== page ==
Suicide blast near Yemen intelligence: ministry

Suspected al-Qaeda militants man a checkpoint in the area of Azzan in the southern Yemeni province of Shabwa on April 3, 2012. (AFP)

Two suspected al-Qaeda suicide bombers died in Yemen when their payload exploded short of their intended target on Friday, the defense ministry said as it reported a government offensive killed over 100 militants in two days.

The ministry said on its news website 26sep.net that the bomb detonated before the bombers could reach the branch of the government intelligence agency in the main southern city of Aden.

Witnesses said one of the two men was a civilian, and a security official told AFP that the bomb went off outside the entrance gate to the building.

“Two suicide bombers belonging to the Al-Qaeda terrorist network were killed when their motorbike exploded... early Friday in Mansura” neighborhood, 26sep.net reported.

“The bomb-laden motorbike exploded with the two suicide bombers whose bodies were left in pieces before they managed to carry out their suicide attack that targeted a branch of the political security services in Mansura,” it quoted a security official as saying.

No other casualties were reported.

The ministry said the security services had identified one of the two men as Fawaz al-Subaihi, who lived in the neighborhood, while an investigation was ongoing to identify the second.

A witness in Mansura, who identified Subaihi from his remains, told AFP that the man owned a shop in the area and had “no links to al-Qaeda.”

The same witness said that the other man’s body was “torn to pieces.”

Al-Qaeda’s branch in Yemen, the self-proclaimed Partisans of Sharia (Islamic law), has exploited the decline in central government control that accompanied Arab Spring-inspired protests that eventually forced president Ali Abdullah Saleh to cede power.

But suicide attacks targeting security forces have intensified since his successor, Abdrabuh Mandur Hadi, took office in February and vowed to continue the US-backed fight against Al-Qaeda.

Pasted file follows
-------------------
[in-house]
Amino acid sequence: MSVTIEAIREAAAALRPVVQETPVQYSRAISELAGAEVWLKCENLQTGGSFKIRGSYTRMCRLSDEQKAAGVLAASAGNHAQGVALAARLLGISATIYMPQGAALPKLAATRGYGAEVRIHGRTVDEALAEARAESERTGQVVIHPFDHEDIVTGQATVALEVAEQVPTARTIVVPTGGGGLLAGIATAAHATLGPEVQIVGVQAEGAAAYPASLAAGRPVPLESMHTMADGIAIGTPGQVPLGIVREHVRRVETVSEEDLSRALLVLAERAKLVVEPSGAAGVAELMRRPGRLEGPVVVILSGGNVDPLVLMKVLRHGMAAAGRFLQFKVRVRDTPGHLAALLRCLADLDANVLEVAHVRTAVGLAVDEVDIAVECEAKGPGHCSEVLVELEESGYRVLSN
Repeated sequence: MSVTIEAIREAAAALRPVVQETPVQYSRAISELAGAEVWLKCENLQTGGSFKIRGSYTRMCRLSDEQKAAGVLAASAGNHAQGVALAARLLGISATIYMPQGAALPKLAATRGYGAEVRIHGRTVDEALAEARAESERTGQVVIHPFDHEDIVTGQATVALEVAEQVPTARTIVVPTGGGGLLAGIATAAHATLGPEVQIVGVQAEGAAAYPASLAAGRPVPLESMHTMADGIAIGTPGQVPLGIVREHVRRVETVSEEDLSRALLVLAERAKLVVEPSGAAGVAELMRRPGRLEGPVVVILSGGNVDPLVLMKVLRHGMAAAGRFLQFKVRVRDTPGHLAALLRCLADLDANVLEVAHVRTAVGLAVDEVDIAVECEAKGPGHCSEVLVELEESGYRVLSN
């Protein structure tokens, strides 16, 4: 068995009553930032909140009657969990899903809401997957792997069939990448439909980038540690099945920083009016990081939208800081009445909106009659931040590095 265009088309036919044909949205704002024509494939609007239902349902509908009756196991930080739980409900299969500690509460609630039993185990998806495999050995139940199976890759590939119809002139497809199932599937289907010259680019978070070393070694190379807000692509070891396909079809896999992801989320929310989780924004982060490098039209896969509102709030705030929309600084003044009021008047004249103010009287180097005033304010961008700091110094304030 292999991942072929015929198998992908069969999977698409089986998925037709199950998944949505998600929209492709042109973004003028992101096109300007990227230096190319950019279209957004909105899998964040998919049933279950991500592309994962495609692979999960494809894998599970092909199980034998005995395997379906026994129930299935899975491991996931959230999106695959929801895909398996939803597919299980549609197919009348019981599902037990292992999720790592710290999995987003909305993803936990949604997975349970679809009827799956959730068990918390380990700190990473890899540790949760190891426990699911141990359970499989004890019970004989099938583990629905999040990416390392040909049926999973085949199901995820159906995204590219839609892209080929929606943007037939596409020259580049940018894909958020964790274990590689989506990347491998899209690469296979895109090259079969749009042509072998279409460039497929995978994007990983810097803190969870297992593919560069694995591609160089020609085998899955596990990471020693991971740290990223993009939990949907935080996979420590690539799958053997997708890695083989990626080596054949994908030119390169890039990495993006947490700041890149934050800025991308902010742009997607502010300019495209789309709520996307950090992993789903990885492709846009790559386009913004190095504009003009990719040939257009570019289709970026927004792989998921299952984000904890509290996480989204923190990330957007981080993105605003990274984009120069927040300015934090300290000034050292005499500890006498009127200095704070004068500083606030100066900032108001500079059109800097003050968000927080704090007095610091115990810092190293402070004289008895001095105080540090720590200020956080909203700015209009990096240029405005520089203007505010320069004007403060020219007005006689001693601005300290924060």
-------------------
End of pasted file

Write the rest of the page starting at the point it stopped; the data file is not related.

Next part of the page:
On the day Hadi took the oath as Yemen’s new president, 26 Republican Guard troops were killed in a suicide attack on a presidential palace in the restive country’s southeast. Al-Qaeda later claimed responsibility for the attack.

Security forces have also been locked in battles with the Partisans of Sharia in Abyan’s provincial capital, Zinjibar, since the extremists took over the city in May 2011.

In a statement issued late Thursday, Yemen’s defense ministry said that “more than 100 terrorists have been killed in Abyan over the past two days” in attacks by security forces on their strongholds.

The figures could not be verified from independent sources.

On Tuesday, a source in the Abyan town of Jaar, an al-Qaeda bastion where the militants’ casualties are usually taken, said the armed forces killed 38 Islamists in two days of air raids and shelling of their hideouts in the region.

“The war on terror and terrorist elements will continue wherever they may be, until Abyan is cleansed of terrorism,” 26sep.net quoted security officials as saying.

In recent years, the U.S. Defense Department has provided hundreds of millions of dollars worth of equipment and training designed to help Yemen’s special forces counter al-Qaeda.

The equipment has included aircraft, helicopters with night-vision cameras, sniper rifles, secure radios and bullet-proof jackets, according to the Congressional Research Service, a research arm of the U.S. Congress.

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